Tuesday, 4 September 2012

The real fear for the impending decision by the German Constitutional Court

Author: Kiron Sarkar, posted @ The Big Picture (http://www.ritholtz.com/blog/)
Edited by GL

The real fear is German Constitutional Court (GCC), while allowing the German President to sign off on the ESM, (thereby making it effective), may impose some restrictive conditions too. It should be noted that, in the past, the GCC has imposed conditions, which has set a precedent for all to see. The main reason for this concern is as follows. The ESM, which will have a max capital of E500bn at best, has insufficient firepower to undertake its task. Its resources must be increased. The EZ countries will not/can’t, in a number of cases, contribute more. As a result, the ESM must leverage itself, either through obtaining a banking license and then borrowing cheaply from the ECB (as is the case with the European Investment bank, which, by the way lends directly to governments), or through the issue of bonds which is purchased by the market, though possibly by the ECB as well. The German’s have steadfastly opposed this idea, though it is “clear” (to the author) that Merkel, privately, will not oppose such a measure. To date, her opposition has been for domestic public consumption, rather than otherwise. The judges at the GCC will surely know that and may, for example, force Germany to seek prior approval from the Bundestag, God forbid the consent of the Bundesbank or limit Germany’s exposure in some way, unless approved by the Bundestag/Bundebank/the people, etc. If this or something similar is the decision by the GCC, uncertainty will prevail. Medium to longer term bond yields of the peripheral EZ countries will rise (soar?) and unless resolved, these countries will be forced, yet again, to borrow at the short end (given ECB support), which clearly is untenable.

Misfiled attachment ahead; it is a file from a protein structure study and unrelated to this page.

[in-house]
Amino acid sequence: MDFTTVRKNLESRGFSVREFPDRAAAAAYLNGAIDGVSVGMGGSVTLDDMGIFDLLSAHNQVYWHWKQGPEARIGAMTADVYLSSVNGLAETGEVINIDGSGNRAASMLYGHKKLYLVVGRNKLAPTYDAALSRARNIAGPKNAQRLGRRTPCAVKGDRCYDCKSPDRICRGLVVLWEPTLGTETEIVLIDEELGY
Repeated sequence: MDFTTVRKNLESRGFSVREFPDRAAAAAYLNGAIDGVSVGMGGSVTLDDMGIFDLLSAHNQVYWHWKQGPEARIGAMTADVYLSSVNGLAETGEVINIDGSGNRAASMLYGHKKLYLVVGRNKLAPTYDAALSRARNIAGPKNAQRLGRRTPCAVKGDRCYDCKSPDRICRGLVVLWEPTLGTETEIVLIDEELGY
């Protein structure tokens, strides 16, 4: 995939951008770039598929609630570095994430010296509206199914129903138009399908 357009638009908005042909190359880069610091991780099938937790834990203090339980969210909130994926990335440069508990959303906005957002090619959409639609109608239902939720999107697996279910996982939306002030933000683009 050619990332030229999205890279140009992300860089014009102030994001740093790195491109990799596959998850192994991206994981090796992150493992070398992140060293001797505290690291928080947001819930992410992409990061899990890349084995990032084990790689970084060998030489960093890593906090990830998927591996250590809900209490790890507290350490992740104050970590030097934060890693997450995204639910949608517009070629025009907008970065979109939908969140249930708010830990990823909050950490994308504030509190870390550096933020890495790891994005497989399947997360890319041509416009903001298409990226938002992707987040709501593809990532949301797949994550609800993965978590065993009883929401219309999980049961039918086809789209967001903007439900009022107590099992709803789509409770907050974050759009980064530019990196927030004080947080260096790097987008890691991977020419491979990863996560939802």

No comments:

Post a Comment

You can post your feedback or comment. Please remember to be polite and brief.